Thursday, February 09, 2006

Taking International Human Rights Obligations and Right to External Self-determination more seriously: A reply to Srdjan Cvijic

Srdjan Cvijic, a member of always interesting weblog “Transatlantic Assembly” criticized and questioned my comment on his weblog on the future of Kosovo. This is my reply to his comment. More detailed analysis on the future of Kosovo will come in the next weeks, however that does not undermine my reply to Mr Cvijic.

Taking International Human Rights Obligations and Right to External Self-determination more seriously: A reply to Srdjan Cvijic

Dear Srdjan Cvijic,

I appreciate your reply to my comment regarding future of Kosovo and I always welcome free exchange of views on any topic. However, I cannot embrace your comments on most of points since are alas not objective and disregard the progressive development of international human rights law in the last decades.

You say that current Serbian/Yugoslav governments do no deny that the crimes against humanity were committed (which I never put forward if you read my contribution carefully), however they certainly have not done much in practice to bring the high profile perpetrators of heinous crimes to justice either before ICTY or before Serbian courts. Therefore I believe Yugoslav/Serbian governments are not taking their human rights obligations seriously. Carla Del Ponte, Prosecutor of the International Criminal Tribunal for the former Yugoslavia, confirmed that in her address to the United Nations Security Council on 15 December 2005. She inter alia submitted that:

“Until recently, there was no political will on either of these parties to go aggressively after Karadzic and Mladic. At the rhetorical level at least, this has changed now, and there are numerous statements by Serb and Bosnian Serb political and even religious leaders saying that Karadzic and Mladic must be brought to The Hague. These intentions at the top have, however, not necessarily filtered through all the layers of the institutions involved. To sum up this most crucial issue, my main partners in the hunt for Karadzic and Mladic are now the Governments of Serbia and Montenegro and the relevant authorities of Bosnia and Herzegovina. The international community, through conditionality, is providing political incentives for the local authorities to arrest these indictees. On operational issues, however, the involvement of the international community has been minimal, at least over the past two years.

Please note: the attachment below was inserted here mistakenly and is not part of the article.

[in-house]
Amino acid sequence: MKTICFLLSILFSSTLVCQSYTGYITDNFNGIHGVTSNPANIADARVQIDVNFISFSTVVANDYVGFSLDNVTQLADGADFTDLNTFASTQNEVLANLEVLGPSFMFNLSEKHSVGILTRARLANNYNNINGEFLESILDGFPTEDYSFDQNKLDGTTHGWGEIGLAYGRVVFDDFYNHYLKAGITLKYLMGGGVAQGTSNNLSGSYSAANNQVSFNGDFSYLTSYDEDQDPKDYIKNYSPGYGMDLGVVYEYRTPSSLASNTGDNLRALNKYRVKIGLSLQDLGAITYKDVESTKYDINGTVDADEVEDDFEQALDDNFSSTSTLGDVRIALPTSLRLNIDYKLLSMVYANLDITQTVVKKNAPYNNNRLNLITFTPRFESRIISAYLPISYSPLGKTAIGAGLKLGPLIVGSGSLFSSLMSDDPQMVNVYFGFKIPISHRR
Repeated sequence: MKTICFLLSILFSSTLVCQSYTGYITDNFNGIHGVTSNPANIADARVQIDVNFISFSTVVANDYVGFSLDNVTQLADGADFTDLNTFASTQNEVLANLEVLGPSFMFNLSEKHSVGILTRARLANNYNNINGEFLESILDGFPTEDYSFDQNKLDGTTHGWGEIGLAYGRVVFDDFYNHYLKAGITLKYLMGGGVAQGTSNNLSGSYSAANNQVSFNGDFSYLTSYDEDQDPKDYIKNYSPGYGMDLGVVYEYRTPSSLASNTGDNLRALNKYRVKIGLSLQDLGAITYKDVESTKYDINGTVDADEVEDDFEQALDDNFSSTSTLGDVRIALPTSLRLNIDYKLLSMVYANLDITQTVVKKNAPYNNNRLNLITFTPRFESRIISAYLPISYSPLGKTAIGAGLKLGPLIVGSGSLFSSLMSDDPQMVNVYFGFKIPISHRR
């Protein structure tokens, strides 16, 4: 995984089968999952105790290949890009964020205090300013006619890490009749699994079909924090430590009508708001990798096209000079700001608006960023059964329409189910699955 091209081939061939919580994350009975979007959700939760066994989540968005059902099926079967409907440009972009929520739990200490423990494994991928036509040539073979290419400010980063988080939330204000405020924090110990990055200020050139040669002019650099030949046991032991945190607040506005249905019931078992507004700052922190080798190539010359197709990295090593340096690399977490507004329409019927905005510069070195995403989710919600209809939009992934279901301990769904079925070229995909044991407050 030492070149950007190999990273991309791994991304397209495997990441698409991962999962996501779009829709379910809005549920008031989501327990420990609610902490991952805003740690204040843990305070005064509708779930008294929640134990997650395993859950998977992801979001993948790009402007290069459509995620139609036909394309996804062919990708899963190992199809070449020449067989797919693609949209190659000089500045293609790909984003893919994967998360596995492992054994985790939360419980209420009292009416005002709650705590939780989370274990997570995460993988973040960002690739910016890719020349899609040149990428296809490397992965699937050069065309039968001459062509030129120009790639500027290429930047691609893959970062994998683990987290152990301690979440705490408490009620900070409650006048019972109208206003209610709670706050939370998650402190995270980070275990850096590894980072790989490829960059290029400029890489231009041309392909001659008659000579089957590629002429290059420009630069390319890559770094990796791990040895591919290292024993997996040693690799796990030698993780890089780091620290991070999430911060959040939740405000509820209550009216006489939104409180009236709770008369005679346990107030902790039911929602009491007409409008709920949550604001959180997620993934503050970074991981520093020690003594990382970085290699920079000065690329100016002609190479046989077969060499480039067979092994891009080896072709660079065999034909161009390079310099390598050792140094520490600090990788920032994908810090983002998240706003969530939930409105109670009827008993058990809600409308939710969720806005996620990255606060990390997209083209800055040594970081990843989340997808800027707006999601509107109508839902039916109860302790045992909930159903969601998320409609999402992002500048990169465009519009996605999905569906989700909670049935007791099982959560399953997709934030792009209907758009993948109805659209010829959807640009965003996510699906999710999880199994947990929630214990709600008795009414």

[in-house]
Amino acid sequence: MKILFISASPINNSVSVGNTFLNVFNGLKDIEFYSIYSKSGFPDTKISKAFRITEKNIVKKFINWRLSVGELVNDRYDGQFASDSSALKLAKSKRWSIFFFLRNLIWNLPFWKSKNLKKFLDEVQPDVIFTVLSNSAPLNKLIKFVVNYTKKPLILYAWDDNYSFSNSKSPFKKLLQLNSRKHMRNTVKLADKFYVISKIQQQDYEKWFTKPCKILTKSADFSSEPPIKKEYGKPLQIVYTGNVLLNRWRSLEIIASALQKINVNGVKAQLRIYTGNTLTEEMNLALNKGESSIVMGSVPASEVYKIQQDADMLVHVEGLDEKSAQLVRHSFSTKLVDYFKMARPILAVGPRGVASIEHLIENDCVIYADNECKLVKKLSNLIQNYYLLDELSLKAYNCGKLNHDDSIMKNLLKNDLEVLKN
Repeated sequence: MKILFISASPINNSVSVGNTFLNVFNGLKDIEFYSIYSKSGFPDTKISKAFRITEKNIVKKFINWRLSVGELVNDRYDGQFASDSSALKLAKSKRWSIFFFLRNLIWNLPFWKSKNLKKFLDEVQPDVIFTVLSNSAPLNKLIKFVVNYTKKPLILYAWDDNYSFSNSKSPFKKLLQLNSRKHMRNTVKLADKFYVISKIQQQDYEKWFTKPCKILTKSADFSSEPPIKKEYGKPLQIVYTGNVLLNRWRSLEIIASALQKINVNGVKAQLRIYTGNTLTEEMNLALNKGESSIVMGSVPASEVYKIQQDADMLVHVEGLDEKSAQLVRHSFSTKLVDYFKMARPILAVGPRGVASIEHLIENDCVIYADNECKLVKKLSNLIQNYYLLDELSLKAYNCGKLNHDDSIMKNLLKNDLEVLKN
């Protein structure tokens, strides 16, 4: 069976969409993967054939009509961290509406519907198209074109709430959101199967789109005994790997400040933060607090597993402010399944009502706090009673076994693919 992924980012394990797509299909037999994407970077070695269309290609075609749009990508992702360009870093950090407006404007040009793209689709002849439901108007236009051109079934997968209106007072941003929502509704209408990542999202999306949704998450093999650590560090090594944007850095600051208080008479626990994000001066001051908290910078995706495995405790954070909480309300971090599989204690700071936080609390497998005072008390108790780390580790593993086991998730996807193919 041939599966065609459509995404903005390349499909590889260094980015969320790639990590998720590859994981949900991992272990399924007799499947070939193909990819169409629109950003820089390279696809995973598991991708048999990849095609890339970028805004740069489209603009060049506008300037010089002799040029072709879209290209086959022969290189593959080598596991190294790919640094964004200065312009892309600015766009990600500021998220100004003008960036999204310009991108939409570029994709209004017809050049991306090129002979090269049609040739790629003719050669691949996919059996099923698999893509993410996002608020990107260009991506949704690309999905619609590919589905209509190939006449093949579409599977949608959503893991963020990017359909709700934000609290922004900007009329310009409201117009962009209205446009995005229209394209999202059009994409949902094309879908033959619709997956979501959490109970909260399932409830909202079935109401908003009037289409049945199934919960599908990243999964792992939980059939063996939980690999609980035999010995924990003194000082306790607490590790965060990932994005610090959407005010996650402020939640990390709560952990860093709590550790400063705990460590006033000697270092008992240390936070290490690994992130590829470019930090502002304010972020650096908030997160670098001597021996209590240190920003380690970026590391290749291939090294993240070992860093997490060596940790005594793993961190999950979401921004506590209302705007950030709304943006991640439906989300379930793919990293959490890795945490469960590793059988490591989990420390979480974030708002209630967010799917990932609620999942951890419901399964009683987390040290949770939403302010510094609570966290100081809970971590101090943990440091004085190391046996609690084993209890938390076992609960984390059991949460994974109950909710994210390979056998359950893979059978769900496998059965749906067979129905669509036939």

Serbia and Montenegro’s cooperation has, unfortunately, deteriorated in the past months. There is no serious, well-articulated action plan on the fugitives. Moreover, there is a lack of co-ordination between the State Union authorities and the two Republic’s Governments, and the rivalry between the involved agencies is palpable. The information passed to my Office is scarce and unconvincing. The Army of Serbia and Montenegro continues to hamper, both actively and passively, the co-operation of Serbia and Montenegro with the ICTY. Serbian civilian authorities admit today that the Army as an institution was protecting Ratko Mladic until as late as at least May 2002.”

You say that Serbia will have the final word on Kosovo gaining independence or not. Your argument is simply not feasible and not realistic and it resembles one of former Serbian government who advocated for eight years so in the UN that is the sole successor to former Yugoslav federation, whereas other republic of former Yugoslavia need to apply for UN membershi anew. That argument was not accepted by the international community and had not backing in international law and I believe that also this time around international community will not pay much attention to will of Serbian government if the potential referendum for Kosovo independence will show strong support for independent state.